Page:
Photo: A recent family night at DRC during a visit from music legend Archie Roach
Gundjeihmi Aboriginal Corporation (ICN 2458)
Jabiru, Northern Territory: Mirarr are the traditional owners of the land north east of Kakadu National Park and western Arnhem Land. The area takes in the Ranger uranium mine, Jabiluka mineral lease and the mining town of Jabiru. It also includes the wetlands of the Jabiluka billabong country and the sandstone escarpment of Mount Brockman with its ancient rock paintings.
Mirarr not only control and manage Gundjeihmi Aboriginal Corporation (GAC) but also play a crucial role in negotiating relationships between Mirarr and other Bininj (traditional owners), and between Mirarr and Balanda (non-Indigenous people).
GAC has a big aim and a big vision. It welcomes economic and social development—but not at the cost of preserving traditional cultural practice and living on land. Bringing together these two aspirations is no easy feat but GAC’s board of directors, made up of senior clan members, is doing just that. When the directors need specialist knowledge or advice they’ll ask for it. On a pretty regular basis they consult experts in such fields as law, governance, linguistics and environmental science. GAC also has 20 full-time staff and, at any one time, may employ 50 other staff on a casual basis.
Since 2007 the corporation has worked hard through its many community programs to lessen the social disruption caused by the mining. It has also sought opportunities to advance social and economic development. Some of the most exciting initiatives concern health and education.
For example, GAC runs the Djidbidjidbi Residential College (DRC) in Jabiru. Up to 21 students live at the college in a safe and supportive environment, making it easy to attend school and do after-hours study. The college includes a computer-equipped homework centre, recreation rooms, sleeping quarters, and a commercial kitchen.
Most students at DRC are between 11 and 18 years old. As well as supporting their studies at West Arnhem College, DRC organises extracurricular activities, such as cooking classes and ‘family nights’ where students and their families come together for dinner.
Another plank of GAC’s education work is its strong partnership with the Jabiru Area School. GAC funds a teacher for the Culture First Program (CFP) which puts Indigenous culture at the forefront of learning by making it relevant, engaging and accessible for Aboriginal students.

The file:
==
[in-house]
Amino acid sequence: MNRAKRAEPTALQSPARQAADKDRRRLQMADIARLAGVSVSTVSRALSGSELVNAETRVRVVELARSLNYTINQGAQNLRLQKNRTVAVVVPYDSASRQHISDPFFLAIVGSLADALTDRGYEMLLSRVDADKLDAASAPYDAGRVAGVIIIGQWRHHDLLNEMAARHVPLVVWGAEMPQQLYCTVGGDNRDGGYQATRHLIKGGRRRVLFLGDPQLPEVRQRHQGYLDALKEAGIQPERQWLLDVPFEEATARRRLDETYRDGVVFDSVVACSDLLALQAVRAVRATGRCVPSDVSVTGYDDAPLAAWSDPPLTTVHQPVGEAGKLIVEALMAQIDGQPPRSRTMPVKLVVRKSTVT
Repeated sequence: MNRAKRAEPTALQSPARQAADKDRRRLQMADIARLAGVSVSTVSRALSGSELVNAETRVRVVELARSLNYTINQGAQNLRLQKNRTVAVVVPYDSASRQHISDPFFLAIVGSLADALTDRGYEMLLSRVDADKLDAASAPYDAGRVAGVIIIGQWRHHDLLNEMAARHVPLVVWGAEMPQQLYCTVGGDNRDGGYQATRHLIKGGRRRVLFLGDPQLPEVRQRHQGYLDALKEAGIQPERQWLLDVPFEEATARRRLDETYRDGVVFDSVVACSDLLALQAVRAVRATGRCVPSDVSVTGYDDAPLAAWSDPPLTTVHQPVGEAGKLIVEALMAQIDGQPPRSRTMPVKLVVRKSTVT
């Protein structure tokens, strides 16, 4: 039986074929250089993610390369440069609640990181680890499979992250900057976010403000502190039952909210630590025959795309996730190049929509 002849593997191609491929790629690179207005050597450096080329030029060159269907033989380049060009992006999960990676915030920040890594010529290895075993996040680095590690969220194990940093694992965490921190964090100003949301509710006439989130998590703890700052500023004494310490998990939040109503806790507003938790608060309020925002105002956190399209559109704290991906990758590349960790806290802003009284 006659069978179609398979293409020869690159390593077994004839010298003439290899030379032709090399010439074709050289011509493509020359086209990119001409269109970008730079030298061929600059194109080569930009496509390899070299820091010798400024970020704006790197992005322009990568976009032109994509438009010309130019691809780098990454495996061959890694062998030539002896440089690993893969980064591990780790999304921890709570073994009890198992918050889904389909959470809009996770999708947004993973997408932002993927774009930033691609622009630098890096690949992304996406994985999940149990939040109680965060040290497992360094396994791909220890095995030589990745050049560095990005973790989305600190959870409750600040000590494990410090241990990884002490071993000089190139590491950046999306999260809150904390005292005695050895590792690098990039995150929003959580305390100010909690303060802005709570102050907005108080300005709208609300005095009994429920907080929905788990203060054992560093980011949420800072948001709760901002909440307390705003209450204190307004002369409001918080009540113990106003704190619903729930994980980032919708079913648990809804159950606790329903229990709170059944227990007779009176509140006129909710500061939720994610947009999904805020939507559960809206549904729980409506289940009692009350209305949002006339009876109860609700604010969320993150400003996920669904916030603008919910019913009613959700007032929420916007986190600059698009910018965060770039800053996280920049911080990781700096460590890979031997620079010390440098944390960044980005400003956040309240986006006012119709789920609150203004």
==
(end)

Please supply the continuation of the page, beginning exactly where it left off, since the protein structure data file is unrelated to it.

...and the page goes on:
Since the program’s introduction, school attendance rates have improved and behavioural problems have dramatically decreased. In 2013 Jabiru Area School saw its first ever Gundjeihmi-speaking Mirarr students graduate Year 12.
Also in 2013, GAC started up a ‘young men’s program’ to help engage older school-age students in learning. Its aim is to create local employment pathways, which is why it’s tailored to suit regional employers such as West Arnhem Shire, Parks Australia and the Ranger Mine.
Photo: Participants in the young men’s automotive training program
And not long ago GAC signed a 25-year agreement with Children’s Ground that takes a bold new approach to building up healthy communities and educating children. GAC has committed $1 million of its own money and the Commonwealth government has contributed $2 million.
With GAC, Children’s Ground will work with families to support Mirarr children from early childhood right through to young adulthood. One of the boldest steps is making sure children are taught in their own language first, not English. Keeping the language alive is very important. It’s a way of strengthening culture and upholding Mirarr identity.
‘It’s natural for us to want to talk to each other in our own language and so of course it’s natural we learn using our own language. English is our second or third language,’ says GAC director Yvonne Margarula.
While the impacts from unwanted mining continue to be significant, GAC is pioneering the way towards better health, education and jobs. And it is doing this by working with community and putting culture at the forefront.
For more information www.mirarr.net
All photos courtesy of GAC
Photo: Yvonne Margarula, senior Mirarr traditional owner, with children. ‘Bininj culture is really strong. You have to look after country.'
Photo: Senior Mirarr women Yvonne Margarula (left) and Nida Mangarrba want everyone to learn about their country and culture